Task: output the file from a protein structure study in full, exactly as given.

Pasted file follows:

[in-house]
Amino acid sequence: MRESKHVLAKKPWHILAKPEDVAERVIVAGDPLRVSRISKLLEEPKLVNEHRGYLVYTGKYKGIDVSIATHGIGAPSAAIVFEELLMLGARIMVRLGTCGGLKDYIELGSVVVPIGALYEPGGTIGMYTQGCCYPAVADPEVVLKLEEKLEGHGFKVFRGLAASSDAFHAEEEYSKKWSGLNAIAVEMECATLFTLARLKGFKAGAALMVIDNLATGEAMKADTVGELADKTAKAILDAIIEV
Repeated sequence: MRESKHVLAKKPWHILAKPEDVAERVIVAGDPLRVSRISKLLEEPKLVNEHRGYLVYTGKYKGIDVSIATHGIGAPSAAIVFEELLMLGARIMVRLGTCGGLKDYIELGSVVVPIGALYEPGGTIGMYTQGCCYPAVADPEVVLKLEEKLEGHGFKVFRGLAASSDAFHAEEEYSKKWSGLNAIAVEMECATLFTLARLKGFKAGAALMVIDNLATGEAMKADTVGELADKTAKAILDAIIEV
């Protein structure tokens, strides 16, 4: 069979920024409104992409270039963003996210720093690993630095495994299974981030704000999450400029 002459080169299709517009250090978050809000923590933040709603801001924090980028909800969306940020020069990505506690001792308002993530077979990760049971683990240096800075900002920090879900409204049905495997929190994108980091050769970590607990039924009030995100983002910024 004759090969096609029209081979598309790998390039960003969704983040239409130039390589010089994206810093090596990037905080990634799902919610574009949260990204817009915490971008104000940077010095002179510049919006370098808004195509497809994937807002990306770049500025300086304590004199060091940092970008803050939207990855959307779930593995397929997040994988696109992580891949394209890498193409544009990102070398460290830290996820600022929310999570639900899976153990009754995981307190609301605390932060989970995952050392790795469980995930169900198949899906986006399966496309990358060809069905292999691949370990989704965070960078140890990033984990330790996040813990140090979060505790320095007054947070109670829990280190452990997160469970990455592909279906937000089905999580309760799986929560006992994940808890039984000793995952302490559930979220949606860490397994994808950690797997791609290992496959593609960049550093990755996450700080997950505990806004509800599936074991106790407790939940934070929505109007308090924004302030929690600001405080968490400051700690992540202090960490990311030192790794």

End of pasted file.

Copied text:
[in-house]
Amino acid sequence: MRESKHVLAKKPWHILAKPEDVAERVIVAGDPLRVSRISKLLEEPKLVNEHRGYLVYTGKYKGIDVSIATHGIGAPSAAIVFEELLMLGARIMVRLGTCGGLKDYIELGSVVVPIGALYEPGGTIGMYTQGCCYPAVADPEVVLKLEEKLEGHGFKVFRGLAASSDAFHAEEEYSKKWSGLNAIAVEMECATLFTLARLKGFKAGAALMVIDNLATGEAMKADTVGELADKTAKAILDAIIEV
Repeated sequence: MRESKHVLAKKPWHILAKPEDVAERVIVAGDPLRVSRISKLLEEPKLVNEHRGYLVYTGKYKGIDVSIATHGIGAPSAAIVFEELLMLGARIMVRLGTCGGLKDYIELGSVVVPIGALYEPGGTIGMYTQGCCYPAVADPEVVLKLEEKLEGHGFKVFRGLAASSDAFHAEEEYSKKWSGLNAIAVEMECATLFTLARLKGFKAGAALMVIDNLATGEAMKADTVGELADKTAKAILDAIIEV
């Protein structure tokens, strides 16, 4: 069979920024409104992409270039963003996210720093690993630095495994299974981030704000999450400029 002459080169299709517009250090978050809000923590933040709603801001924090980028909800969306940020020069990505506690001792308002993530077979990760049971683990240096800075900002920090879900409204049905495997929190994108980091050769970590607990039924009030995100983002910024 004759090969096609029209081979598309790998390039960003969704983040239409130039390589010089994206810093090596990037905080990634799902919610574009949260990204817009915490971008104000940077010095002179510049919006370098808004195509497809994937807002990306770049500025300086304590004199060091940092970008803050939207990855959307779930593995397929997040994988696109992580891949394209890498193409544009990102070398460290830290996820600022929310999570639900899976153990009754995981307190609301605390932060989970995952050392790795469980995930169900198949899906986006399966496309990358060809069905292999691949370990989704965070960078140890990033984990330790996040813990140090979060505790320095007054947070109670829990280190452990997160469970990455592909279906937000089905999580309760799986929560006992994940808890039984000793995952302490559930979220949606860490397994994808950690797997791609290992496959593609960049550093990755996450700080997950505990806004509800599936074991106790407790939940934070929505109007308090924004302030929690600001405080968490400051700690992540202090960490990311030192790794």